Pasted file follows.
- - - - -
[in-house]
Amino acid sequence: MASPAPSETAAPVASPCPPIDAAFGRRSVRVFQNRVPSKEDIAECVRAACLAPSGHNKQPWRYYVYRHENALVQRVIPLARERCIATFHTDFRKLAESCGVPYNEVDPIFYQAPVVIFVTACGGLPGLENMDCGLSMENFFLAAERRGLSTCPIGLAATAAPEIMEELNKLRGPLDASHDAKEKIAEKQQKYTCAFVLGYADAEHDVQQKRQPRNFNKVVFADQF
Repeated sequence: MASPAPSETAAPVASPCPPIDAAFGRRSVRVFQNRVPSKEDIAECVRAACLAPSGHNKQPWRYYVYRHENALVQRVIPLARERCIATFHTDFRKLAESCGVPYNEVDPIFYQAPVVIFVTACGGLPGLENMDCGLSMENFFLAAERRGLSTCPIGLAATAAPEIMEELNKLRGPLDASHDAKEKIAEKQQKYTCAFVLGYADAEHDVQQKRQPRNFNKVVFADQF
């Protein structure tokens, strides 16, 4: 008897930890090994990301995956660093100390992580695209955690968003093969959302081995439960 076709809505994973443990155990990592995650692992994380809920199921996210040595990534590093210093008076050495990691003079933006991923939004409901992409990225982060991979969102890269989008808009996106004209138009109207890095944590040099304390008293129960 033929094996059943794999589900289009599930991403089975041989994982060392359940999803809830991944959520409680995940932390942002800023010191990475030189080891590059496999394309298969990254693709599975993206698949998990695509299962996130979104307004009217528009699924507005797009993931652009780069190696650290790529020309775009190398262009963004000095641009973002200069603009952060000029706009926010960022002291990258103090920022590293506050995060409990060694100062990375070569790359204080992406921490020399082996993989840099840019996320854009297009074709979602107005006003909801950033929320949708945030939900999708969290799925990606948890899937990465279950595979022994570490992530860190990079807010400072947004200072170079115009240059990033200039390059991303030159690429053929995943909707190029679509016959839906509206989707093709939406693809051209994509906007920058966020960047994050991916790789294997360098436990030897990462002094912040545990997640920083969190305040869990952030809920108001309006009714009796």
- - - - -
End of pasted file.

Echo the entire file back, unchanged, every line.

[in-house]
Amino acid sequence: MASPAPSETAAPVASPCPPIDAAFGRRSVRVFQNRVPSKEDIAECVRAACLAPSGHNKQPWRYYVYRHENALVQRVIPLARERCIATFHTDFRKLAESCGVPYNEVDPIFYQAPVVIFVTACGGLPGLENMDCGLSMENFFLAAERRGLSTCPIGLAATAAPEIMEELNKLRGPLDASHDAKEKIAEKQQKYTCAFVLGYADAEHDVQQKRQPRNFNKVVFADQF
Repeated sequence: MASPAPSETAAPVASPCPPIDAAFGRRSVRVFQNRVPSKEDIAECVRAACLAPSGHNKQPWRYYVYRHENALVQRVIPLARERCIATFHTDFRKLAESCGVPYNEVDPIFYQAPVVIFVTACGGLPGLENMDCGLSMENFFLAAERRGLSTCPIGLAATAAPEIMEELNKLRGPLDASHDAKEKIAEKQQKYTCAFVLGYADAEHDVQQKRQPRNFNKVVFADQF
């Protein structure tokens, strides 16, 4: 008897930890090994990301995956660093100390992580695209955690968003093969959302081995439960 076709809505994973443990155990990592995650692992994380809920199921996210040595990534590093210093008076050495990691003079933006991923939004409901992409990225982060991979969102890269989008808009996106004209138009109207890095944590040099304390008293129960 033929094996059943794999589900289009599930991403089975041989994982060392359940999803809830991944959520409680995940932390942002800023010191990475030189080891590059496999394309298969990254693709599975993206698949998990695509299962996130979104307004009217528009699924507005797009993931652009780069190696650290790529020309775009190398262009963004000095641009973002200069603009952060000029706009926010960022002291990258103090920022590293506050995060409990060694100062990375070569790359204080992406921490020399082996993989840099840019996320854009297009074709979602107005006003909801950033929320949708945030939900999708969290799925990606948890899937990465279950595979022994570490992530860190990079807010400072947004200072170079115009240059990033200039390059991303030159690429053929995943909707190029679509016959839906509206989707093709939406693809051209994509906007920058966020960047994050991916790789294997360098436990030897990462002094912040545990997640920083969190305040869990952030809920108001309006009714009796």